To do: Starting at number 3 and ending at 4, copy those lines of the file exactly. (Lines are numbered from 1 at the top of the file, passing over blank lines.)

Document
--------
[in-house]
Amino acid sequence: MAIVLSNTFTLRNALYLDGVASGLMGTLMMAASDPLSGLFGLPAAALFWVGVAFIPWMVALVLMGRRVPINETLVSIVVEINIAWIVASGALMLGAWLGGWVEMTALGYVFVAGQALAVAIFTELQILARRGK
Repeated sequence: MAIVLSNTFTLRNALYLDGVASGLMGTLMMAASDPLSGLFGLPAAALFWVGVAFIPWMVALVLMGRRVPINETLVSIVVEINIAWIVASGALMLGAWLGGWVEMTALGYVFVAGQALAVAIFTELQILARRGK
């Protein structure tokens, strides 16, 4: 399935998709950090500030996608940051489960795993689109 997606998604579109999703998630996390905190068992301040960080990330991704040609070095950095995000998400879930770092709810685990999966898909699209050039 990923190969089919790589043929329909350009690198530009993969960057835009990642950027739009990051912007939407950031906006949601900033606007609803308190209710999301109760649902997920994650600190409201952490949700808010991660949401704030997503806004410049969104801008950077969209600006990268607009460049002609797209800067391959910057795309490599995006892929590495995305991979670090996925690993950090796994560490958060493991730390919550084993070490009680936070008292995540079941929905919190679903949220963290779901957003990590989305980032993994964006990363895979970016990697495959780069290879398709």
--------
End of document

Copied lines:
Repeated sequence: MAIVLSNTFTLRNALYLDGVASGLMGTLMMAASDPLSGLFGLPAAALFWVGVAFIPWMVALVLMGRRVPINETLVSIVVEINIAWIVASGALMLGAWLGGWVEMTALGYVFVAGQALAVAIFTELQILARRGK
């Protein structure tokens, strides 16, 4: 399935998709950090500030996608940051489960795993689109 997606998604579109999703998630996390905190068992301040960080990330991704040609070095950095995000998400879930770092709810685990999966898909699209050039 990923190969089919790589043929329909350009690198530009993969960057835009990642950027739009990051912007939407950031906006949601900033606007609803308190209710999301109760649902997920994650600190409201952490949700808010991660949401704030997503806004410049969104801008950077969209600006990268607009460049002609797209800067391959910057795309490599995006892929590495995305991979670090996925690993950090796994560490958060493991730390919550084993070490009680936070008292995540079941929905919190679903949220963290779901957003990590989305980032993994964006990363895979970016990697495959780069290879398709």